OVM Server for SPARC 3.1 introduces Dynamic SR-IOV feature

OVM Server for SPARC 3.1 introduces a great enhancement to the PCIe SR-IOV feature. Until now, creating/destroying SR-IOV Virtual Functions(VFs) in a static way, that is it requires a reboot of the root domain and adding and removing VFs requires the Guest domain to be stopped. Rebooting root domains can be disruptive as it impacts the I/O domains that depend on it. Stopping Guest domain to add or remove a VF is also disruptive to the applications running in it.  OVM Server for SPARC 3.1 enhances the PCIe SR-IOV feature with Dynamic SR-IOV for Ethernet SR-IOV devices that removes these restrictions. That is now we can create/destroy VFs while a root domain is running and we can also add/remove VFs from a Guest domain while it is running without impacting applications. Note, OVM Server for SPARC 3.1 introduces another feature named "Non-Primary Root domains" which extends the PCIe SR-IOV and Dynamic SR-IOV features to all Root domains along with Primary domain. That is, you can perform all Dynamic SR-IOV operations on Non-Primary Root domains also.

This feature is supported only when OVM Server for SPARC 3.1 LDoms manager, corresponding System Firmware and the supported OS version. You can refer to the OVM Server for SPARC 3.1 release notes for the exact information the supported OS version and System Firmware versions. The dynamic IOV is enabled for a given logical domain only if all of the s/w components are installed and other configuration requirements are met. If not, you can always use the static method to accomplish your changes.

There is still one operation that we could not make it dynamic yet, that is enabling IO virtualization for a given PCIe bus. For now, IO virtualization for a given PCIe bus needs to be enabled ahead of time. That is, the following need to be done ahead of time. Note, if you are planning to create VFs at the same time, it is a good idea to create VFs at the same time as well as you would be rebooting any way. The following steps enables IO virtualization for a PCIe bus. Note, this needs to be done only once for a PCIe bus, of course while it is assigned to a Root domain.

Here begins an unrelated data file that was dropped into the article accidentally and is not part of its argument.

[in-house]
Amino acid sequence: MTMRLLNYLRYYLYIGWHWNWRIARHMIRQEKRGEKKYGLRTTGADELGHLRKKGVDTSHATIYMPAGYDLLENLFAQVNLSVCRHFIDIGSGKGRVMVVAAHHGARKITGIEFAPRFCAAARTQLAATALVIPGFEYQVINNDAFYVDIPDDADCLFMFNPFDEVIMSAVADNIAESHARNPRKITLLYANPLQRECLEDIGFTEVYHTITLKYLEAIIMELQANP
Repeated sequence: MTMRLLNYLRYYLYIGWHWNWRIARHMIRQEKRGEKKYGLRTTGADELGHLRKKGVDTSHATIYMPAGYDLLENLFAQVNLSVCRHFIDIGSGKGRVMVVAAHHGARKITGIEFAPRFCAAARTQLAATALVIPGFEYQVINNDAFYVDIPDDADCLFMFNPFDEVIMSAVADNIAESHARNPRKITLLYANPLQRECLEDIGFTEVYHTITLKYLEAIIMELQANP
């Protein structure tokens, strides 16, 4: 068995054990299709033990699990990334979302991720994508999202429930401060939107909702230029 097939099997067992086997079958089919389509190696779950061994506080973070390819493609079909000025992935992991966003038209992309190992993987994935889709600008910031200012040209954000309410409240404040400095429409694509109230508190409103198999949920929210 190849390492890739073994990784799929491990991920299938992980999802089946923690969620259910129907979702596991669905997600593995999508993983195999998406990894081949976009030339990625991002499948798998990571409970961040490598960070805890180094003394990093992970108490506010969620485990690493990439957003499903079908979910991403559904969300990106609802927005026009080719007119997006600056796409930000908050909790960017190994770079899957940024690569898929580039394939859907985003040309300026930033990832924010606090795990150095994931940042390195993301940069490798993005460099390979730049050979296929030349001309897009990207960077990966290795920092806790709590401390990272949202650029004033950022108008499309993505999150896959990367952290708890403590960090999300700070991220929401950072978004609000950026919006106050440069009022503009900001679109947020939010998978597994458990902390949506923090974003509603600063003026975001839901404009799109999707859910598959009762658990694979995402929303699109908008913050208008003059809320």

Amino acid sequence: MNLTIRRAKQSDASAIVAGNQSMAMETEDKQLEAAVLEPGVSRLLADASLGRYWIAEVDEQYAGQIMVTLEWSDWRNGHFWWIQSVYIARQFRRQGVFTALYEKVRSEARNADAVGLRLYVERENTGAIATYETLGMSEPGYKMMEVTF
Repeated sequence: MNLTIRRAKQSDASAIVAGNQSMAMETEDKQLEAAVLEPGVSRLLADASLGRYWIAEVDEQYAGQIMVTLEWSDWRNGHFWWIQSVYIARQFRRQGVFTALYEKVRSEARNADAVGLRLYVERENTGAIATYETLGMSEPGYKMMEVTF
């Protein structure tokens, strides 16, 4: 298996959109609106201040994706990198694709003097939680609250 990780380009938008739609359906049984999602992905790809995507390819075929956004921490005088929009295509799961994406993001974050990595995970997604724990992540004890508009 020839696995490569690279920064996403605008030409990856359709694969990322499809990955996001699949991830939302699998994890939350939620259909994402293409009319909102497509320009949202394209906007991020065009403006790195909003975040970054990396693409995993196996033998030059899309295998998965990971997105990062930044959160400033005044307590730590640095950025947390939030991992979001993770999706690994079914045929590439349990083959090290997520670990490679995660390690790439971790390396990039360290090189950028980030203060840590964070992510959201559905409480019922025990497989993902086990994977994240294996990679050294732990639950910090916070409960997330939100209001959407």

Enable I/O Virtualization for a PCIe bus:

  • If the PCIe bus is already assigned to a domain: 
    • # ldm start-reconf <root-domain-name>
    • # ldm set-io iov=on <PCIe bus name>
    • # reboot  
  • You can also enable it while adding a PCIe bus a logical domain:
    • # ldm add-io iov=on <PCIe bus name> <domain-name>
  • You can check if the IOV is enabled for a given PCIe bus with "ldm list-io <PCIe bus name>".

Dynamically create or destroy VFs:

  • Once the IOV is enabled for a given PCIe bus, you can create or destroy VFs with create-vf and destroy-vf without requiring the delayed reconfiguration and a reboot. But this requires the Physical Function network device to be either not plumbed or in a multi-path configuration. The dynamic create/destroy VF operations perform hotplug offline and online operations on the PF device, that causes the PF to detached and re-attached. As a result the  PF device need to be either not plumbed(that is not in use) or in a multipathed(IPMP or aggr) configuration so that hotplug offline/online operations are successful. If that is not the case, the dynamic create/destroy operations will fail reporting that the device is  busy, in such case you can use the static method to create/destroy VFs